An American treatment programme designed for peanut-allergic preschoolers and babies is proving effective at helping children overcome their life-threatening food allergy.
While one in five children with a peanut allergy outgrows the condition before adulthood, Dr Sandra Hong, director of the Cleveland Clinic Food Allergy Centre of Excellence (FACE), said advances in treatment could reverse those numbers, with as many as four in five children leaving their peanut worries behind.
Thanks to the Clinic’s programme, she believes the number of children with severe peanut allergies will soon begin to decline.
“We’re moving toward a cure and a lot less worry for families,” said Dr Hong.
One bite could be deadly
A food allergy is a condition where the body’s immune system identifies a food, like peanuts, as harmful. The immune system then launches into attack mode and releases antibodies to combat the threat. The reaction can lead to hives, vomiting or – in worst case scenarios – constriction of airways and even death.
While data is not available on prevalence worldwide, in the US alone, more than one million children live with a peanut allergy and the knowledge that one bite could be deadly.
“For us to be able to help someone move past that, it’s the most rewarding part of our careers,” said Dr Hong.
That optimism reflects the findings so far from an early peanut oral immunotherapy (EPOIT) treatment programme developed at the top American hospital.
During the programme, children aged four and younger who are allergic to peanuts have built a tolerance to peanuts by ingesting minuscule amounts of the food in a step-by-step, allergist-supervised process. Doses are increased gradually over many months.
Dr Hong said this approach is an 180° reversal from clinical guidelines shared by allergists a decade ago.
As food allergy numbers began spiking in the US in the 1990s, the approach taken by doctors was to recommend that allergenic foods, such as milk, eggs and peanuts, be removed from the diets of children with a high risk of allergies.
That thinking began to change following the mounting research that eliminating specific foods did not slow the development of food allergies.
Then came the ground-breaking Learning Early About Peanut (LEAP) Allergy Study in 2015, which quite literally offered a new horizon in fighting the food allergy epidemic. According to the researchers, the development of peanut allergies decreased in at-risk children with an early introduction of the food.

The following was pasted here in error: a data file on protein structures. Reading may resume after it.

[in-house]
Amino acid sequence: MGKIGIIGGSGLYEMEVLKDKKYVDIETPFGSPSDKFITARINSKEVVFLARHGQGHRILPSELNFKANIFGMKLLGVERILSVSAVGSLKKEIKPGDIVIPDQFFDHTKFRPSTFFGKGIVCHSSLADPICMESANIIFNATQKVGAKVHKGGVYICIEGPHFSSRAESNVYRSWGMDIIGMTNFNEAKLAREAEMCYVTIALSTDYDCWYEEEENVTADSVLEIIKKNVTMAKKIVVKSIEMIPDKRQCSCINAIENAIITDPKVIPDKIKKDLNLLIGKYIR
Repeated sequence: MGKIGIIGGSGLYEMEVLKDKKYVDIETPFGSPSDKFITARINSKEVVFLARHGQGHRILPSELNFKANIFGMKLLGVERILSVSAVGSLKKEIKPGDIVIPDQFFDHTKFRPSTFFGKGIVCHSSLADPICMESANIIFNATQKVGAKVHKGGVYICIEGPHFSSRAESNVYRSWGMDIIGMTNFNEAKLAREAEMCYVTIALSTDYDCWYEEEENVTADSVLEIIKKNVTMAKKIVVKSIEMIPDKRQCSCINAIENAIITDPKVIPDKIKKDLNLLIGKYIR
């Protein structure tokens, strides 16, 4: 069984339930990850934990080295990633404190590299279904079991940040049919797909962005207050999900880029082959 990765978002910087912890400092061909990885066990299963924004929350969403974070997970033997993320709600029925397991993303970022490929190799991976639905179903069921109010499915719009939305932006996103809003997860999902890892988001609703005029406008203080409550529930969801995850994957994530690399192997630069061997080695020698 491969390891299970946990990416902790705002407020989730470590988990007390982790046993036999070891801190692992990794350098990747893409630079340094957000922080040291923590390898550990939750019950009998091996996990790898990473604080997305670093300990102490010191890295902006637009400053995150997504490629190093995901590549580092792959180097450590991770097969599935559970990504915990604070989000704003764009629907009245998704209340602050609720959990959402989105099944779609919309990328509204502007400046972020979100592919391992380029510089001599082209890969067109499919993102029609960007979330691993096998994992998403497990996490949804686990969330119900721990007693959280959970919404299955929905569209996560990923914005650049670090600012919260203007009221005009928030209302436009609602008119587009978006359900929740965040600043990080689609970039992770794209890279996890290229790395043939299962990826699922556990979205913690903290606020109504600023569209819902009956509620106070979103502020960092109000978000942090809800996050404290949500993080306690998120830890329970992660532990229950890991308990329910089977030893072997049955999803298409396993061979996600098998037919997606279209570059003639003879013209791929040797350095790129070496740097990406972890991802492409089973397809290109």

“It was completely the opposite of what we had believed,” said Dr Hong.
According to Dr Hong, the ongoing treatment programme at the Cleveland Clinic aim to refine the treatment process that grew from the LEAP study. More than 50 children with an identified peanut allergy are currently in the programme.
The minimal goal is to help these children achieve at least ‘bite-proof’ tolerance to peanuts, meaning they can consume nearly two peanut kernels without a reaction. That will provide a life-changing – and perhaps even life-saving – protection against an accidental nibble.
Many participants, however, are showing a significant change in their immune system to the point where they can eat a full peanut-based snack. The key is the age of the participants, as reactions to food allergens typically are less severe in early childhood.
“Their immune system is so malleable, so flexible, that they can tolerate it,” said Dr Hong.
“There is this narrow window where we can do this.”
The series of peanut doses given to participants involve tiny amounts – a daily dose of 8mg of peanut protein from the initial treatment cycle. Small increases then follow every two weeks if there are no setbacks.
Dr Hong said the process takes at least four to six months, with maintenance dosing then continuing for at least a year.
Every uptick in peanut butter dosage takes place in an allergist’s office in case there’s a reaction, with the child monitored for at least an hour after each additional dose.
“This is not something you do at home,” stressed Dr Hong.
Of the children in the Cleveland Clinic programme, more than 80% now possess ‘bite-proof’ tolerance or are building up to that level.
Author: Matthew Greenhawt
Pediatric Clinics, Volume 62, Issue 6, December 2015
The Cleveland Clinic – now in its centennial year – is a nonprofit multispecialty academic medical centre that integrates clinical and hospital care with research and education. The clinic’s 6,500-bed facility has pioneered many medical breakthroughs and is consistently revered as one of America’s best hospitals. The clinic boasts a 70,800-strong workforce worldwide, representing 140 medical specialties and subspecialties. In 2020, 8.7 million total outpatient visits, 273,000 hospital admissions and observations, and 217,000 surgical cases came through the hospital’s system.